It’s peach season here in the Northeast and ripe, juicy peaches are available in abundance. When I saw a recipe for Peach Cardamom Pie in the August issue of Bon Appetit magazine I knew I had to bake one for myself. I followed the directions exactly (no whole wheat flour substitutions this time…) because baking is so finicky. I think the result came out beautifully! The egg wash on the crust gave the pie a nicely browned finish and the absence of a bottom crust made it just a teeny bit healthier. Plus I used local, organic peaches. Mmm, pie! But let’s rewind – before I started my baking project, I fueled up with some coffee and a bowl of yogurt-y goodness. I chopped up an apple and added 1 cup low fat plain yogurt, 1 cup of Kashi Go Lean Crunch, 2 Tbs Smucker’s Naturals peanut butter, and a dollop of homemade peach jam. Kept me full for nearly 5 hours!
I don’t have a food processor, so I always cut my butter into the flour with two forks. This works better than your hands because the heat of your fingers would melt the butter too much. You want to use super cold butter for pie crust because when the pie gets in the oven, the heat creates pockets of steam in the cold butter, and this results in a delicously flaky crust.
I use a wooden rolling pin and a mat specially made for rolling out dough – prevents sticking! Chilling your rolling pin and using plastic wrap between the pin and the dough can also prevent sticking.
Peach filling – I liked that this recipe only called for 1/3 cup of sugar. It allowed the naturally sweet flavor of the peaches to shine through.
I used a heart cookie cutter to cut out the dough shapes. Then I brushed the crust with a beaten egg and sprinkled sugar on top.
After 45 minutes the crust was golden brown and the pie filling was bubbly! Is there anything better than the smell of a fresh, homemade pie?
After I completed my pie project, I took a long walk (~4 miles) to the Fairway supermarket in Harlem. It was quite hot and sunny today! I ended up buying mostly cool and refreshing groceries -
- dark, sweet cherries
- little tomatoes
- fresh, local mozzarella
- Fage Greek yogurt
- Breyer’s Cookie Dough Ice Cream (mostly for Nate…)
After my long walk, I needed a snack! I sliced a banana and added 1/2 cup of yogurt, Tb PB2, and some trail mix to a bowl. This was a good combo of protein, fiber, and healthy fats. Yum!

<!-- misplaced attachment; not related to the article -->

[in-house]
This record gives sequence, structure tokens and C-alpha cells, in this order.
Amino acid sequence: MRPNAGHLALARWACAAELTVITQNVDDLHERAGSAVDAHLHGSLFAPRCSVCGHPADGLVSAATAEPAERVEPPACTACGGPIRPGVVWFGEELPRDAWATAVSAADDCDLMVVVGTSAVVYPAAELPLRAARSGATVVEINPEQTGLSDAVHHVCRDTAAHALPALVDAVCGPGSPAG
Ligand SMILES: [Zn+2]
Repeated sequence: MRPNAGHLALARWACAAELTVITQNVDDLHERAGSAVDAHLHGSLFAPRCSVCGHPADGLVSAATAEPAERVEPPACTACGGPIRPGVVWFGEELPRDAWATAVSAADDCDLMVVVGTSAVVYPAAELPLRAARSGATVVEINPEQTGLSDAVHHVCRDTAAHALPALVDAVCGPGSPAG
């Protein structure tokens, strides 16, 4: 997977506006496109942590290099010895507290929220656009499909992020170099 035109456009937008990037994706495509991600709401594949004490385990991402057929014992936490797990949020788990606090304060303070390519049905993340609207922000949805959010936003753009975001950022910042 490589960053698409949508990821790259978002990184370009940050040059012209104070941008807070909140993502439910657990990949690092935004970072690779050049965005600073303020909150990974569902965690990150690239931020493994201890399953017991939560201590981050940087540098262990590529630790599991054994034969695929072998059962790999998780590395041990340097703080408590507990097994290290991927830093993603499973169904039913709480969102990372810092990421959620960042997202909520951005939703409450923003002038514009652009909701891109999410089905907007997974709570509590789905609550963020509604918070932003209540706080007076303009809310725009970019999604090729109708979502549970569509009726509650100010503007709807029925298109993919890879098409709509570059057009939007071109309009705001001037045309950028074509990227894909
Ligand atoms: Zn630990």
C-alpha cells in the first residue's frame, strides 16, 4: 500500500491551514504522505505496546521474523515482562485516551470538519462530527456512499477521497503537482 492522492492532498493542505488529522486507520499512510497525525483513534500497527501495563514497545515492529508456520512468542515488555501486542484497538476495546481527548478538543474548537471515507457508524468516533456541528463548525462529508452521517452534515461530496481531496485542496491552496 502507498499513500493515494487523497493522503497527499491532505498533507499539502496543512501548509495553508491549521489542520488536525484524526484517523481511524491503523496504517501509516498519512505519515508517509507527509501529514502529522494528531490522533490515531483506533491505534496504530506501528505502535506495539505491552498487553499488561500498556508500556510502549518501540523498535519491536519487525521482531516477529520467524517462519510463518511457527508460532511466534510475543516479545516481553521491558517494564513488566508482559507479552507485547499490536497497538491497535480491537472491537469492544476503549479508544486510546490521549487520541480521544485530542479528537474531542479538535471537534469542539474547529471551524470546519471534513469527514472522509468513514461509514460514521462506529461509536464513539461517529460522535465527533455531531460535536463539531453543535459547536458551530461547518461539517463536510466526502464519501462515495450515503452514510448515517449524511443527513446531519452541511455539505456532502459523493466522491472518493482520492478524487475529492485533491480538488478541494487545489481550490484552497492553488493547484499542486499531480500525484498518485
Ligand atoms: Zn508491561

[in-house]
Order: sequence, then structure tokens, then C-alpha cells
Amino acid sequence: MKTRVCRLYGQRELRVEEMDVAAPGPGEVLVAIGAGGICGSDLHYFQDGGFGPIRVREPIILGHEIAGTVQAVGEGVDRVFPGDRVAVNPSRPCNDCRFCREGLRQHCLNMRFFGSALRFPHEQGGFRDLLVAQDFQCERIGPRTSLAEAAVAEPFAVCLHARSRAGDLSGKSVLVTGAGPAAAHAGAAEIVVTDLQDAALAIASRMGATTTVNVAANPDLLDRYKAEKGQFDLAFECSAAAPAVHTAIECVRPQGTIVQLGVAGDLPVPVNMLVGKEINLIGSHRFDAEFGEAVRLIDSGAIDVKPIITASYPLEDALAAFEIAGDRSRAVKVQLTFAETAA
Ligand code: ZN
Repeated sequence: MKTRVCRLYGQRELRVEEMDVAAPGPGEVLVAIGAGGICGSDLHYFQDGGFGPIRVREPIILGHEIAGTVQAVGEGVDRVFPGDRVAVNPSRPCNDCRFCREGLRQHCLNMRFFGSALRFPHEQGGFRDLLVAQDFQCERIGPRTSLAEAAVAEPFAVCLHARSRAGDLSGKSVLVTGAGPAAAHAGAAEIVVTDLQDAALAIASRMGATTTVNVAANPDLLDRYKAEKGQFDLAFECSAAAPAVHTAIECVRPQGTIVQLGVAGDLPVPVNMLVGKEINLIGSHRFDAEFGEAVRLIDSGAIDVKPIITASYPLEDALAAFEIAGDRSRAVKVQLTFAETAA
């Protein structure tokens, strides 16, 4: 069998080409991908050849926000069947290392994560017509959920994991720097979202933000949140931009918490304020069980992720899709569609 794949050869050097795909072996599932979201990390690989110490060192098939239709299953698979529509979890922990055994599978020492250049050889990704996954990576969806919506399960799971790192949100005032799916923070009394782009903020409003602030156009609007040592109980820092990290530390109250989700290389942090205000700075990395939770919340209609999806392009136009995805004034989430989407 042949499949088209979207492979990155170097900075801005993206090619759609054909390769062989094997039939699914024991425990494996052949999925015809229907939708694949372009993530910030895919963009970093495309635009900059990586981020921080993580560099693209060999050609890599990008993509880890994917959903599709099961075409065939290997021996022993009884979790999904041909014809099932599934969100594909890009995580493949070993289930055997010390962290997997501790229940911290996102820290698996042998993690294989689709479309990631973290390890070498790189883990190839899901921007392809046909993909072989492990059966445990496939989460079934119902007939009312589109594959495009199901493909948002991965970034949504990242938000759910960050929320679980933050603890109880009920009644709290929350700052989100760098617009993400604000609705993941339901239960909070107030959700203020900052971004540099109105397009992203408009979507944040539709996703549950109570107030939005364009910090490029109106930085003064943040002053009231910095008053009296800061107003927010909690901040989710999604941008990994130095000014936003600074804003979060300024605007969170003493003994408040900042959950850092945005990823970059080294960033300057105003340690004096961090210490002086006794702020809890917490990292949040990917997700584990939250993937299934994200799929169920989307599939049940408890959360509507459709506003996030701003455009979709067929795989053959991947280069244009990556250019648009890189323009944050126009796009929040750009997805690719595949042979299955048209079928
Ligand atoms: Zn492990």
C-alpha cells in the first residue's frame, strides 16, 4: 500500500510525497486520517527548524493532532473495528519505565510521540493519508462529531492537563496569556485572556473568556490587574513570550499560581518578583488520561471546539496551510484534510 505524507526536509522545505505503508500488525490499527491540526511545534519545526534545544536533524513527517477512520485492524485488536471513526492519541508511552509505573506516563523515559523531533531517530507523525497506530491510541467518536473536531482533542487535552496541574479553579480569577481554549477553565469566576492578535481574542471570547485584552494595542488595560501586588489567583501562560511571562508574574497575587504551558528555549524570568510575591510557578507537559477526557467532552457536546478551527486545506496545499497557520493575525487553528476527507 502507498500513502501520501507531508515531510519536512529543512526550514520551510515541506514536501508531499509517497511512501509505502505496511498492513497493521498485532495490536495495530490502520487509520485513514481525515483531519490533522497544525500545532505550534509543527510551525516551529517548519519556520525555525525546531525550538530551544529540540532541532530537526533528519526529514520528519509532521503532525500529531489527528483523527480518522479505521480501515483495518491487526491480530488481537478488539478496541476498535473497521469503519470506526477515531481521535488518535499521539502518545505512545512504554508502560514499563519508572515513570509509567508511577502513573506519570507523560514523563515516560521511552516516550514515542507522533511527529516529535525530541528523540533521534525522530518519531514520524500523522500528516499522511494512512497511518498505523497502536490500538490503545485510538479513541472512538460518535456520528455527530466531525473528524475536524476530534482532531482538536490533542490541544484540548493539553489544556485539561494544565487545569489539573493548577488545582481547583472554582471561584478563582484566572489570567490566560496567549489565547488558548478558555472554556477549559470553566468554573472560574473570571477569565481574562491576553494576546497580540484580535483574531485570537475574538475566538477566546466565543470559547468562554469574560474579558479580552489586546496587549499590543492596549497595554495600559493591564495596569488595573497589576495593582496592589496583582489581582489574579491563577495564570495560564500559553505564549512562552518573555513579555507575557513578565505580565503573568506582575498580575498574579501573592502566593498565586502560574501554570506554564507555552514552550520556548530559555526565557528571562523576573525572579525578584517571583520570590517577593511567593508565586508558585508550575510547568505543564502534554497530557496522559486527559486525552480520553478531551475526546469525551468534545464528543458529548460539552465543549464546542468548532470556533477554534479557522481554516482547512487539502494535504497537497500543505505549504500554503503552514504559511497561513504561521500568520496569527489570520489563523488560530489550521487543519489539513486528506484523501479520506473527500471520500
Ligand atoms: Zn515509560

Around 4:30pm, I met Agnes for an iced coffee with whole milk and a few hours of girl talk. I made it back home JUST as it began to pour. I kind of like summer thunderstorms :-)
As I started to prepare dinner, I snacked on two Wasa crackers with TJ’s white bean hummus.
Dinner was a new creation that I’m going to call Caprese Pasta. I boiled about 1/2 box of shell pasta, sauteed 1/2 onion and 3 garlic cloves in olive oil, and then when the pasta was finished cooking, I added the onions/garlic, pint of cherry tomatoes, a sprig of chopped basil leaves, and about 6 oz of diced fresh mozzarella. I drizzled olive oil on top and added some salt and freshly cracked pepper. Mmm, it tasted like summer! Luckily I have leftovers :-)
Later in the evening, Nate came over to tell me all about this morning’s triathlon (1st in his age group!) and we enjoyed some of my Peach Pie with vanilla ice cream. The cardamom gives this pie a decidedly “grown-up” taste, so if you’re not into pungent spices, you might want to omit to cardamom or replace it with cinnamon. The cardamom and peaches do pair deliciously with vanilla ice cream, though :-) I’d make this again in a heart beat!
Lawsuit over Sodium
The popular restaurant chain, Denny’s, is being sued over the high salt of its food. Some dishes contain more than twice the daily recommended limit of sodium and many health studies have linked high salt intake with high blood pressure and stroke. It’s no secret that a lot of restaurant food is unhealthy, but what do you think about lawsuits? Should food companies and restaurants be held accountable or should the choice be left up to the consumers? I think as diners we have the right to choose to eat something un-healthy if we wish, but I also think we should know what we’re getting ourselves into. An ice cream sundae or a plate of fries might be obviously un-healthy, but what about the nearly 1,200 calorie spinach and shrimp salad from Applebee’s? I think that foods like that make calorie and nutritional counts on menus essential. Personally, I think all restaurants should post comprehensive nutritional info (including sodium) and then consumers should be allowed to make the appropriate choice for their diet. What are your thoughts??